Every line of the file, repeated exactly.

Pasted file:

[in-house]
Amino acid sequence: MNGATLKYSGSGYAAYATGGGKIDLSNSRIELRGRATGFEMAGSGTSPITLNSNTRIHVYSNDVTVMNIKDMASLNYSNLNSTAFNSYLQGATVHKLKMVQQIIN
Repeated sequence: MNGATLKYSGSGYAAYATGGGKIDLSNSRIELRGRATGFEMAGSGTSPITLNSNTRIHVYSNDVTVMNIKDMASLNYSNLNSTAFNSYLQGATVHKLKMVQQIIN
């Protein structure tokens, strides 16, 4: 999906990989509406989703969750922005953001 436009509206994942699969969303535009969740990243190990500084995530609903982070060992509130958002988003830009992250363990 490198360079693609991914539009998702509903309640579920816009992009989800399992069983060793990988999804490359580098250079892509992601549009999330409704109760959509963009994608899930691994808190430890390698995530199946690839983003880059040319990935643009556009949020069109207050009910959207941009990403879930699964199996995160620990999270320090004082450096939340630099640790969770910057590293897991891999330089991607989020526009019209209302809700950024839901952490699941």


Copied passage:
[in-house]
Amino acid sequence: MNGATLKYSGSGYAAYATGGGKIDLSNSRIELRGRATGFEMAGSGTSPITLNSNTRIHVYSNDVTVMNIKDMASLNYSNLNSTAFNSYLQGATVHKLKMVQQIIN
Repeated sequence: MNGATLKYSGSGYAAYATGGGKIDLSNSRIELRGRATGFEMAGSGTSPITLNSNTRIHVYSNDVTVMNIKDMASLNYSNLNSTAFNSYLQGATVHKLKMVQQIIN
């Protein structure tokens, strides 16, 4: 999906990989509406989703969750922005953001 436009509206994942699969969303535009969740990243190990500084995530609903982070060992509130958002988003830009992250363990 490198360079693609991914539009998702509903309640579920816009992009989800399992069983060793990988999804490359580098250079892509992601549009999330409704109760959509963009994608899930691994808190430890390698995530199946690839983003880059040319990935643009556009949020069109207050009910959207941009990403879930699964199996995160620990999270320090004082450096939340630099640790969770910057590293897991891999330089991607989020526009019209209302809700950024839901952490699941």